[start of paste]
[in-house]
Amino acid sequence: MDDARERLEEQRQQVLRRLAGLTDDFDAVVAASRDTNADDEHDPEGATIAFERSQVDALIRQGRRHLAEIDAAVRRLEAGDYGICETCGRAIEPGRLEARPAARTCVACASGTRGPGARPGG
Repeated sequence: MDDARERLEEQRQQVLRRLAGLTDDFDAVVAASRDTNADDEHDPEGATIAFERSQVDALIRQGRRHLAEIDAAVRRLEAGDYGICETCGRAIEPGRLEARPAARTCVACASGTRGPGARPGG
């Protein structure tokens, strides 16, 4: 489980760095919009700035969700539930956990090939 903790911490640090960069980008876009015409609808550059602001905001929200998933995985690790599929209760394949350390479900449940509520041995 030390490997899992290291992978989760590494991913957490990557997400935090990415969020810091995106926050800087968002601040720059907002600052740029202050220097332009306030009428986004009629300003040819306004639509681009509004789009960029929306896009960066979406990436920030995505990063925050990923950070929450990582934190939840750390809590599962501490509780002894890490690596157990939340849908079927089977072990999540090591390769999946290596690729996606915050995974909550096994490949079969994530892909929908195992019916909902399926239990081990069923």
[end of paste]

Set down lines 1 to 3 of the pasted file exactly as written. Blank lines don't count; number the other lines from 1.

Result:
[in-house]
Amino acid sequence: MDDARERLEEQRQQVLRRLAGLTDDFDAVVAASRDTNADDEHDPEGATIAFERSQVDALIRQGRRHLAEIDAAVRRLEAGDYGICETCGRAIEPGRLEARPAARTCVACASGTRGPGARPGG
Repeated sequence: MDDARERLEEQRQQVLRRLAGLTDDFDAVVAASRDTNADDEHDPEGATIAFERSQVDALIRQGRRHLAEIDAAVRRLEAGDYGICETCGRAIEPGRLEARPAARTCVACASGTRGPGARPGG